Among parents, 24% have received parenting advice from a social media influencer, but 1 in 4 admit to not double-checking the advice they get from social media.
“Parenting suggestions on social media don’t take into account the individual child and what is contributing to the issue, and anyone can give advice on social media without any real expertise,” explains Dr. Shivers. “Therefore, it can foster unrealistic expectations for parents that managing behavior and difficult issues is easily solved with a small snippet of advice.”
Navigating Mental Health Conversations and Raising Emotionally Intelligent Children
Millennial parents are trying to put more emphasis on mental health and talking about it with their children. Among them, 47% have a child that experiences anxiety and 12% currently have a child in therapy. Among parents with children in therapy, 1 in 5 hesitate to tell others for fear of judgment.
Despite this, 80% think discussions about mental health and emotional well-being are very important in shaping a child’s overall development. There’s a stark contrast between the generations and discussing mental health: 2 in 3 millennial parents say their parents never talked with them about mental health while 98% of millennial parents talk with their children about it.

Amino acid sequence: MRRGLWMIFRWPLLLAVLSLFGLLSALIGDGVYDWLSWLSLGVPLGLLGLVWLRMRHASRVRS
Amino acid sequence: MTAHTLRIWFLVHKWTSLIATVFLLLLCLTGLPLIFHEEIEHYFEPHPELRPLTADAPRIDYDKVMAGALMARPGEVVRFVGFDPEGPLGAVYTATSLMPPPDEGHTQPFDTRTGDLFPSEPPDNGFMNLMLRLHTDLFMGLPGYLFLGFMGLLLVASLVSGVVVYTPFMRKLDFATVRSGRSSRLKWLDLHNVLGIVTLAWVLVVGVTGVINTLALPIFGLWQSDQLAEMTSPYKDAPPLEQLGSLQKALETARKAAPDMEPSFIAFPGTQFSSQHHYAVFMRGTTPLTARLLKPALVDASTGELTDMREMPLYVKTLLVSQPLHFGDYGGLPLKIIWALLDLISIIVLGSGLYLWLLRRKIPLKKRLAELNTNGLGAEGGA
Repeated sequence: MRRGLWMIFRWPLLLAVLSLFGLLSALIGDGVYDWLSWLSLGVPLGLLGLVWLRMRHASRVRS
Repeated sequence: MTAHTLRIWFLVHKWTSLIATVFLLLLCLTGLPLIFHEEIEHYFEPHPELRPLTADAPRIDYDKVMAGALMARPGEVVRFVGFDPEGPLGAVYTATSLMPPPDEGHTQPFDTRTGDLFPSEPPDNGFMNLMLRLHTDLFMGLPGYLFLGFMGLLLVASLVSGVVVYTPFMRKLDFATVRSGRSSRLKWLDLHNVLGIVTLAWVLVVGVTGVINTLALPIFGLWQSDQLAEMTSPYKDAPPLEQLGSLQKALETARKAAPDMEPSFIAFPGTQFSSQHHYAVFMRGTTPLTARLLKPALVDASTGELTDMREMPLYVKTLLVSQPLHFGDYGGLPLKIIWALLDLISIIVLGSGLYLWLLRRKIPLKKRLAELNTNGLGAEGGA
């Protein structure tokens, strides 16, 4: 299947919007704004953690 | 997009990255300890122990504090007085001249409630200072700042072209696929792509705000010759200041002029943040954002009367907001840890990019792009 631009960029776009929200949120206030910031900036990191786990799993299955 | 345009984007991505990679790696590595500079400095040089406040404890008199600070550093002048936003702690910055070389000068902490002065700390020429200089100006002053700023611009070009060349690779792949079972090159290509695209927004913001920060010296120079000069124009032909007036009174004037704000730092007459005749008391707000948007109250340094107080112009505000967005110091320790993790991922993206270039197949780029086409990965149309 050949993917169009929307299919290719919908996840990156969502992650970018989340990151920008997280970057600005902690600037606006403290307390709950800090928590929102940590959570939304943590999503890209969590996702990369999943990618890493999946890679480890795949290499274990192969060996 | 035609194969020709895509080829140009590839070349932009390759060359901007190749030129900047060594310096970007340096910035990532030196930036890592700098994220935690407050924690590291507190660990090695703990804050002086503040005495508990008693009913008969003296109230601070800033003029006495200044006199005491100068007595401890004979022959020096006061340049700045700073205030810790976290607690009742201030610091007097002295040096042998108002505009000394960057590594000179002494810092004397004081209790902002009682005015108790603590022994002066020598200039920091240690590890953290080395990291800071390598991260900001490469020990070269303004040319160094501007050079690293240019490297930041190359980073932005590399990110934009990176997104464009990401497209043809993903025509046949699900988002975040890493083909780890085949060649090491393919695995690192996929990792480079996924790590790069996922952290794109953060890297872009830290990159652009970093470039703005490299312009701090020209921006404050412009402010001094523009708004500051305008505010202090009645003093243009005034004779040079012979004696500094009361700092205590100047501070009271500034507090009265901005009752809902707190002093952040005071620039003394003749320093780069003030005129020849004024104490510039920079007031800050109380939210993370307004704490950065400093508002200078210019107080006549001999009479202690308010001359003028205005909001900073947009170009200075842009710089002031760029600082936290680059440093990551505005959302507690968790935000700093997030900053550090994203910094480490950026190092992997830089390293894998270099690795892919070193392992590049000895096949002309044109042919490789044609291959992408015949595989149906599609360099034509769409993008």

“Discussing emotions is a healthy part of development for children but it can be intimidating and uncomfortable for parents who are unaccustomed to discussing such things,” says Dr. Shivers. “There is a fine line between having an open discussion and parents trying to fix things for their child. Often children just want a place to say what is on their mind, so parents should be cautious about jumping in with solutions. Supporting children as they struggle is part of healthy development (albeit it, hard for parents) and swooping in to solve their problems does not prepare them for the future or enable them to learn their own problem-solving abilities.”